proteins. Circulate in blood as proenzymes (zymogens) (roman numerals, inactivated enzymes that must be activated to function).
An a is added to the roman numeral if activated.
#s 1-13, not 4 or 6.
vascular endothelium and anticoagulants
when squamous endothelium in vessels is damaged, platelets and factor 8 attach to basement membrane (collagen and fibronectin) to form clot. Only if broken or activated.
Models of hemostasis
Y cascade (older, easier to understand but wrong)
Cell-based model (physiological, in vivo model. Right but more complicated).
Sequence of events in vascular injury
primary hemostasis (unstable platelet plug)
secondary hemostasis (stable platelet plug. Activation of coagulation factors, mesh of fibrin)
anticoagulent events (keeps clots localized)
fibrinolysis (repair of damage, dissolution of clot)
both hyper and hypo coagulation at the same time. Makes microclots that are ineffective, so still bleeds.
Difference between extrinsic and intrinsic traditional model of hemostasis
Extrinsic is started by a damaged tissue, simple process, tissue factor, Calcium to common pathway
Intrinsic is started with damaged vessel, MANY STEPS and factors but get to common pathway. Then same
Common pathway in traditional model of hemostasis
Factor X to activated X, Factor V, Ca2+, Prothrombinase, Prothrombin to thrombin, thrombin activates XIII and fibrinogen. Fibrinogen plus Ca2+ to loose fibrin plus activated XIII to strenghtened fibrin (strengthened clot)
breakdown of RBC inside a macrophage.
Major steps of cell-based hemolysis
Initiation (injury, tissue factor exposed, small thrombin)
Amplification (thrombin activates platelets, cleaves von Willebrand factor from VIII, platelet aggregation and adhesion)
Propagation (Coagulation propagated on activated platelet, LOTS OF THROMBIN)
Initiation of cell-based model of hemostasis
injury, cells bearing Tissue Factor exposed, generate small amount of thrombin.
Amplification of cell-based model of hemostasis
(small amount of) thrombin activates platelet, cleaves von Willebrand factor from Factor VIII leading to platelet aggregation and adhesion to exposed subendothelial collagen
Propagation of cell-based model of hemostasis
coagulation propagated on activated platelet surface, LARGE amount of thrombin formed.
Cell-based model steps
Vascular injury (collagen exposed, release of molecules from endothelium and nocioceptors)
Vascular constriction (to prevent blood loss)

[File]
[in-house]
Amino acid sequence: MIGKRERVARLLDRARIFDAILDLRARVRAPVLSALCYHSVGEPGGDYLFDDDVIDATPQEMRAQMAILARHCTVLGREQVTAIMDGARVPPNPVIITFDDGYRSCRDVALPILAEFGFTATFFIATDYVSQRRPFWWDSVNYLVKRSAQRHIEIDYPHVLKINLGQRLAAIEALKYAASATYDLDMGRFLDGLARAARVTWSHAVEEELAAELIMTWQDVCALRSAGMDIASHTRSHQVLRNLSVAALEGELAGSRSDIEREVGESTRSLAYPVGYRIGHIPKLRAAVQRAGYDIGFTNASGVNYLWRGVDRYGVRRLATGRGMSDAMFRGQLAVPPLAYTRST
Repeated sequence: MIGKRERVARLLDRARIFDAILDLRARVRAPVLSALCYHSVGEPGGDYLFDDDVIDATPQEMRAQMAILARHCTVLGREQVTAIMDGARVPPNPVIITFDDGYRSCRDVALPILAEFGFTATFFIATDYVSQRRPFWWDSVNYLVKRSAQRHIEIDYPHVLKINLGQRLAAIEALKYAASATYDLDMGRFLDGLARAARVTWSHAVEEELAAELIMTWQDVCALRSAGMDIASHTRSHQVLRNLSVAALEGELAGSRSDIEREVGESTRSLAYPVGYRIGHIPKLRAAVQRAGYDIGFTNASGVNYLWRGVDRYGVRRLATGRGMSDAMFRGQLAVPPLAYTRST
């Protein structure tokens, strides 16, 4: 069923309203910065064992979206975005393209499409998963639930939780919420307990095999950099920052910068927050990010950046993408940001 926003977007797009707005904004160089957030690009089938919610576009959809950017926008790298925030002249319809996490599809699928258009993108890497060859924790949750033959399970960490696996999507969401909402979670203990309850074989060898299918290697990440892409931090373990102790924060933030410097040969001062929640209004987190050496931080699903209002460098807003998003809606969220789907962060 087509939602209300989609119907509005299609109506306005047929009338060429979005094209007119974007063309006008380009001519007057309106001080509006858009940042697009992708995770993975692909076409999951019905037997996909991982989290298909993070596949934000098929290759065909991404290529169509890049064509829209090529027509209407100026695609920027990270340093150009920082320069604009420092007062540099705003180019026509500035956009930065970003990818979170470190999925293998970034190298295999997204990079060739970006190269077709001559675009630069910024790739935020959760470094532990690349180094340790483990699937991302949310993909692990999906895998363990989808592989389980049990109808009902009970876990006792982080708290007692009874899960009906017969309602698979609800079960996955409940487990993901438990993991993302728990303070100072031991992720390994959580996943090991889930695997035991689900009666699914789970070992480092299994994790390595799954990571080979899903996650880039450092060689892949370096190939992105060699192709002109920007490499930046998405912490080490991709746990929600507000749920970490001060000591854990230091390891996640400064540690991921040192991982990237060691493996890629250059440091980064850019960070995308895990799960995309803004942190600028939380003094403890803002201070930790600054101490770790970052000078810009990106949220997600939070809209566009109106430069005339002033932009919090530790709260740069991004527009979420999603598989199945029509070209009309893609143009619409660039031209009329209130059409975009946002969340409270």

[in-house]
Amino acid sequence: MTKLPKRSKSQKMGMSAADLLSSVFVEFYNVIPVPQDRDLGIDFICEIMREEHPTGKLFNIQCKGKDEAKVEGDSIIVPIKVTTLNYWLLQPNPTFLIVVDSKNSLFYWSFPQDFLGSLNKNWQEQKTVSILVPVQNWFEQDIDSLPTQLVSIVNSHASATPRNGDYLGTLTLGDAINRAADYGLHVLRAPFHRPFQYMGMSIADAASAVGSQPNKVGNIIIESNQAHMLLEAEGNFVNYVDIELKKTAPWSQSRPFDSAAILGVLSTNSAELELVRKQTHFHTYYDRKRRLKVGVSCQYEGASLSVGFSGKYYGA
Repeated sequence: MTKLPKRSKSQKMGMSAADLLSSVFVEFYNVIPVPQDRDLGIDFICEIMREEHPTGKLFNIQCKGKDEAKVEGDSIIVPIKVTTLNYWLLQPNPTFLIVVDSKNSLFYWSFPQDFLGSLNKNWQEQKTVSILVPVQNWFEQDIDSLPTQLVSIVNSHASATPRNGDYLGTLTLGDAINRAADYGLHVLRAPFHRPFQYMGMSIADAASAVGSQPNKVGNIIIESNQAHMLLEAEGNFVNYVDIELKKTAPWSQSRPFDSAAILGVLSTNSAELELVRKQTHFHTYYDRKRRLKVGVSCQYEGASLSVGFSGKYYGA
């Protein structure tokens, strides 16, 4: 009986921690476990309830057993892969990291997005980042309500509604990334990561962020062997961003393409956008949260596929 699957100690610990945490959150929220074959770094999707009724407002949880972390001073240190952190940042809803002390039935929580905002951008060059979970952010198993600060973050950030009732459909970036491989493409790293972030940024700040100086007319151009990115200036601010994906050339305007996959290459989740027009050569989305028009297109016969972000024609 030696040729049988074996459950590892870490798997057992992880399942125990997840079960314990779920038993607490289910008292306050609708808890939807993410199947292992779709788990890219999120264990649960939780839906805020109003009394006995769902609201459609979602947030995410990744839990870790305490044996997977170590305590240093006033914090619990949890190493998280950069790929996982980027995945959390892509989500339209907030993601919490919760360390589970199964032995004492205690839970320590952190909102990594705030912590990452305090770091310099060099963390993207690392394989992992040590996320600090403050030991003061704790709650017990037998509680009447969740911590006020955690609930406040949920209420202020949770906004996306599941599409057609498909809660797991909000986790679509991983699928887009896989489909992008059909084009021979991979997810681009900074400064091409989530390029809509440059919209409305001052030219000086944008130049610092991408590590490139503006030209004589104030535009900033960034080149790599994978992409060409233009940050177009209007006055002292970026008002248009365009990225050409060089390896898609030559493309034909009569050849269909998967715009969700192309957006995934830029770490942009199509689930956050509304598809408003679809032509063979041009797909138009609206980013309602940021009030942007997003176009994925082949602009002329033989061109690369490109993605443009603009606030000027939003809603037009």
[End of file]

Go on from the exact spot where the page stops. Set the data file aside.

Platelet adhesion and aggregation (swell, get sticky and develop pseudopods)
formation of platelet plug (release granules, recruitment of more platelets)
Thrombin formation in clotting
Prothrombin (Factor II)
proenzyme continuously form in liver
requires vitamin K for synthesis
makes thrombin (factor IIa)
Plasma protein formed in liver
thrombin converts to fibrin, held together by hydrogen bonds
FVa + FXa = prothrombin complex
Prothrombin (II) + prothrombin complex = thrombin (IIa)
Fibrinogen + thrombin = Fibrin
FXIII + thrombin = FXIIIa
Fibrin + FXIIIa = crosslinked fibrin clot
Von willebrand factor
makes platelets stick together (platelet aggregation) and stick to subendothelial collagen.
a dense network of fibrin fibers that enmesh platelets, blood cells and plasma
Why doesn't the whole body coagulate?
constant blood flow (active factors float away, need activated platelet and damaged endothelium)
removal of activated factors by hepatocytes
removal of particulate matter by mononuclear cells
Restriction of the clotting process to activated membrane
within minutes of formation, expresses serum, pulls edges of broken blood vessels together
Platelet-derived growth factor is released to stimulate smooth muscle and fibroblast to divide and repair
Vascular endothelial growth factor causes endothelial cells to multiply and restore BV lining
Plasminogen is activated into plasmin (clot-buster), digests fibrin fibers into fibrin degredation products (covalent bonds break to create D dimers)
Lower Calcium levels: sodium or potassium citrate
Heparin: inactivates FIIa, IXa, Xa and XIa
Dicoumarol: Found in mouldy sweet clover and rodenticide. Inhibits vitamin K clotting factors (II, VII, IX and X)
What was wrong with Butch? Blood in urine, dark stool, pale gums, weak, cold, epistaxis. Outside dog on farm.
ate rodenticide or poisoned rat. Blocks epoxide reductase, vitamin K can't be reused, inhibits clotting factors.
Induce vomiting if just ate
Give vitamin K and transfusion if bleeding.
Vitamin K and coagulation factors
Vitamin K (quinon). Vitamin K reductase makes reduce vitK, gamma carboxylase (activates II, VII, IX, X, proteins C, S, Z), Oxidized vitamin K, Epoxide reductase (warfarin inhibits)
returns oxidized vitamin K to useable vitamin K. Rodent poison (warfarin) inhibits.
abnormal clot that develops in a blood vessel and STAYS at the site of its formation.
abnormal clot that has broken away from its attachment and flowed away with current. MOVES. Can obstuct a blood vessel. Could be a plug of other material too.